Ardent iPhone users are more loyal to the legacy of Steve Jobs than Sundar Pichai’s meticulous technology
By Kiran N. Kumar
Google never lets any chance to take aim at Apple and after the launch of its latest Pixel phone, the tech giant has taken liberty to make fun of Apple CEO Tim Cook. Shocking indeed, Google has tweeted the message using Apple’s iPhone, not its own Pixel!
The brouhaha kicked off when Tim Cook released a teaser of Apple’s upcoming product with a “Take Note” hashtag and a video captioned: “The possibilities are boundless.” It was a straight promotional effort by Apple’s CEO.
Google hurried out with a counter message sent from an iPhone, not its own brand Pixel but using the Pixel’s official account.
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“Hmmmm Okay, I See You. #Take Note. #TeamPixel is here to get you closer to your favorite team – tell us yours and we might be able to make your NBA Tip-off even better,” stated the message that needs no extrapolation.
But soon the entire show boomeranged when the social media platform pointed out the hilarious faux pas, leaving an embarrassing moment for Google that has long been waging a relentless war to thwart Apple’s iconic success from the days of Steve Jobs.
No wonder, Apple stands out even a decade after Jobs. Beyond the first entrant’s luck, Jobs has left behind a legacy of ‘Locked-In’ customers who are ardent admirers of Apple’s iPhone since its launch.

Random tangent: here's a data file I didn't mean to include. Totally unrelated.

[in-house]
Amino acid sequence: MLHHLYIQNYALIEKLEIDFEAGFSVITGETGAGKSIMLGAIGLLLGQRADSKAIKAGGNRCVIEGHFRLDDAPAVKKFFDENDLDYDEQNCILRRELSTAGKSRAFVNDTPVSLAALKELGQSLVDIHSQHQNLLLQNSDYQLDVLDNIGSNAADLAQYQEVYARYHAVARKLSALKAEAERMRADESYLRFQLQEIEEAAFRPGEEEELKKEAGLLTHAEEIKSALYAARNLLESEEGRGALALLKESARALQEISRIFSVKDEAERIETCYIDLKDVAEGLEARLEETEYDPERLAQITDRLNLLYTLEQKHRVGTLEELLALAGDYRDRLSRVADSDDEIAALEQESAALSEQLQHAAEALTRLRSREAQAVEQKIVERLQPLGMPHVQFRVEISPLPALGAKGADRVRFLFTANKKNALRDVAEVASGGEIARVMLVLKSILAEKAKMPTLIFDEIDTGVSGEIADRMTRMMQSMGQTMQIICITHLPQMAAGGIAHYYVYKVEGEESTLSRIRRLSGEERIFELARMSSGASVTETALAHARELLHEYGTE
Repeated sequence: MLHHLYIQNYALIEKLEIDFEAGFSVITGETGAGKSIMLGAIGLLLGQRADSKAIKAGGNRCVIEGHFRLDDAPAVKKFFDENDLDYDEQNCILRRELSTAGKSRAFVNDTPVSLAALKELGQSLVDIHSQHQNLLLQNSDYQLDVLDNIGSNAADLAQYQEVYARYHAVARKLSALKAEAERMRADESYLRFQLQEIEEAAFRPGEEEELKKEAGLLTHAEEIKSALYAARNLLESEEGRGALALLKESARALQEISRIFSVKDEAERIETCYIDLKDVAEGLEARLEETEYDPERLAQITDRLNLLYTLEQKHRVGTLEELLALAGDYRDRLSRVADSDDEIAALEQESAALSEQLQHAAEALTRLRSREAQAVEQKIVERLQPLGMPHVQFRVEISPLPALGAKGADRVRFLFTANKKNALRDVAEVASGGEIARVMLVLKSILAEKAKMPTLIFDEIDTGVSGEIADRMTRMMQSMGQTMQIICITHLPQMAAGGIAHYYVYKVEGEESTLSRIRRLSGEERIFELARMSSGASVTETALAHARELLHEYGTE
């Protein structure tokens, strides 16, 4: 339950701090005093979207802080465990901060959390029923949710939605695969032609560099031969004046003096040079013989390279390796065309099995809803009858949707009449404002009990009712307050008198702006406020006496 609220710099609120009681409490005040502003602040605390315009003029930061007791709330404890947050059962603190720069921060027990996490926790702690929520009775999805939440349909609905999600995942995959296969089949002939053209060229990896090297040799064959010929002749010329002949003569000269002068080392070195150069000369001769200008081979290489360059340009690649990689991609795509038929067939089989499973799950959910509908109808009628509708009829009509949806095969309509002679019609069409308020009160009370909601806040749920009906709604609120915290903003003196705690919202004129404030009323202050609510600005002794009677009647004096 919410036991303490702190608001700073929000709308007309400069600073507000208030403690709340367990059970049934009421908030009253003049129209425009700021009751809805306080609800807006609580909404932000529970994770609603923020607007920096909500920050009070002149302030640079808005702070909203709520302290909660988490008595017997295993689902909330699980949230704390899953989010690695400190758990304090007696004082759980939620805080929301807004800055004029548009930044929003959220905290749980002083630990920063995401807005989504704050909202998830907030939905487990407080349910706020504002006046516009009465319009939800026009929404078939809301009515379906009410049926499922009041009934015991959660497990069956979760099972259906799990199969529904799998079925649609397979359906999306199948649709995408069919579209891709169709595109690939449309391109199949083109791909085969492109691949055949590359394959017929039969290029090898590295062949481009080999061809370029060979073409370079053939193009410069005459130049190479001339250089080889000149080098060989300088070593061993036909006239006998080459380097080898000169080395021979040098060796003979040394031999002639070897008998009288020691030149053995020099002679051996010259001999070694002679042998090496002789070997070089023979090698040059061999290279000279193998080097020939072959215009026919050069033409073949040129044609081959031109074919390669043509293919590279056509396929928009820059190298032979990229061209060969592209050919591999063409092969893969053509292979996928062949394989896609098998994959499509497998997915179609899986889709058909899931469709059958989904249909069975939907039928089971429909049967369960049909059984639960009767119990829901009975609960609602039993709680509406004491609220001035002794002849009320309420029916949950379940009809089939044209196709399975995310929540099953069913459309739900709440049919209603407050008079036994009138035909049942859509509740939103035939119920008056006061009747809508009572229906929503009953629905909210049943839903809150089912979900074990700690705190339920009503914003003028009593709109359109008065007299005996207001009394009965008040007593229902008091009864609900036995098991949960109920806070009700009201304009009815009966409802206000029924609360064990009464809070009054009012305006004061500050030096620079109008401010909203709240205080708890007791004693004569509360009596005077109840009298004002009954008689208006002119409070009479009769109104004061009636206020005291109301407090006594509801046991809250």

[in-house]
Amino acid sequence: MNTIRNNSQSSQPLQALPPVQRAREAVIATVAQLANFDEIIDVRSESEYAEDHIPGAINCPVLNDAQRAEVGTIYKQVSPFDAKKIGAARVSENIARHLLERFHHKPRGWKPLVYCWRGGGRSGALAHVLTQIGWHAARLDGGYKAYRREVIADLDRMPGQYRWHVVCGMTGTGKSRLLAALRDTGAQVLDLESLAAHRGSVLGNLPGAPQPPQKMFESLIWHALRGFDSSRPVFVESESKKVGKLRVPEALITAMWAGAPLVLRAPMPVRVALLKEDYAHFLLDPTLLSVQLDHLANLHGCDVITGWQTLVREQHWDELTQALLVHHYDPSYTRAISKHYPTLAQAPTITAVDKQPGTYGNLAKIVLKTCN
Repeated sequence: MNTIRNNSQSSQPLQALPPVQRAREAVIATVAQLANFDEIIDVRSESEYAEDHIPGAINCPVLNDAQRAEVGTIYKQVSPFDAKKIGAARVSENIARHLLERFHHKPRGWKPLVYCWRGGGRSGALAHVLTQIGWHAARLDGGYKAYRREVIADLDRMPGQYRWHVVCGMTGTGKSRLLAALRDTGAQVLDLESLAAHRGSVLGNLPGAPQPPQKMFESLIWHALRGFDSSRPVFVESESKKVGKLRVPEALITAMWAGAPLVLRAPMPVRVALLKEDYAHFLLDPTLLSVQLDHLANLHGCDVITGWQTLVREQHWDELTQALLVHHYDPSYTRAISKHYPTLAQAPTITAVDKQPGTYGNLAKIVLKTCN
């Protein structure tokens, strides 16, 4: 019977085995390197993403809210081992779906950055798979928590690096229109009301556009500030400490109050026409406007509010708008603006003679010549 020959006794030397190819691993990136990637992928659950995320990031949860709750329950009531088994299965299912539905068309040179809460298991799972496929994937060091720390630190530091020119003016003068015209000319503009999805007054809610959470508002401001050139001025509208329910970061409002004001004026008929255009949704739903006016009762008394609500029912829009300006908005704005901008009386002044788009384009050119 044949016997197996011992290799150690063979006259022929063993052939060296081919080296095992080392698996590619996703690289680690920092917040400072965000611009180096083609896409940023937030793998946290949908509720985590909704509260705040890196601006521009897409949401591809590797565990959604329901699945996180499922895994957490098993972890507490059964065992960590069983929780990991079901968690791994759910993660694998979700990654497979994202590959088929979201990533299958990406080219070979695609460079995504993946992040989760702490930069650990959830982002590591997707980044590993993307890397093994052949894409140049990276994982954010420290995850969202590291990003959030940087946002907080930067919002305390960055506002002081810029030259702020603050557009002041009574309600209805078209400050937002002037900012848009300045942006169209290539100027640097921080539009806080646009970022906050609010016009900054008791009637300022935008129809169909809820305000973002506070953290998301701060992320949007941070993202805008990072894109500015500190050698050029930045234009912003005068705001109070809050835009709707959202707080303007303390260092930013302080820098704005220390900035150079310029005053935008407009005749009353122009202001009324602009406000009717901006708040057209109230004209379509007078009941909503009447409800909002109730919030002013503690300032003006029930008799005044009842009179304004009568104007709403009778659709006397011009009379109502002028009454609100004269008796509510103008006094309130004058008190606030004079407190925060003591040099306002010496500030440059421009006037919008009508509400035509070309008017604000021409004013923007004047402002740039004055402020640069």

Unforeseen long queues, flurry of new Apps, iOS exclusivity, gorgeous first look, and above all, easy to handle features have kept the Apple always on top in a highly competitive smartphone global market.
Google’s lateral entry from Android provider to Android phone maker is beset with associated disadvantages despite a media-ready technological prowess, highly advanced cameras and differentiated designs. But what lacked in Google’s foray was a proud customer holding an iconic phone the way iPhone’s entry defined.
Apple’s strategy on keeping margins in priority, either by lowering sourcing cost or by raising the prices, did not deter the user from appreciating new features and vying for the new variant once it hits the store shelves. The grip on momentum of an iPhone launch remained the same ten years ago and even today.
Undaunted by market dynamics, Google, content with mainstream search platform and advertising revenue, ignored the fine print to enter a market where it had once played the secondary role. None of its acquired technologies put to use in the Pixel phone could erode the value of an iPhone.
Customers of Apple remained unique, much to the chagrin of competition strategists. Locked-in but the perceptible pride and admiration in holding an iPhone never slipped from the users’ mindset. The loyal iPhone users could not be persuaded to buy numerous Android phone variants rolled out by competitors, including foldable and twin-screen phones.
For Apple the product is king but for Google, it’s the technology. Unlike Apple, Google liberally licensed out its Android technology hoping to lock-in product makers. But when the time came for it to enter the market, it was caught unawares in its own Android market, let alone giving competition to the iPhone.
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Google’s technologies in using the best of cameras, ease of media tools or usage of AI software failed to tick as hoped. Apple’s A15 Bionic also has AI capabilities but never did the company insist on its use the way Google emphasizes its AI edge.
Whether price or elegance or technology, Google’s Pixel failed squarely to wean away ardent iPhone users who are more loyal to the legacy of Steve Jobs than Sundar Pichai’s meticulous technology. But that doesn’t deter Google from trying.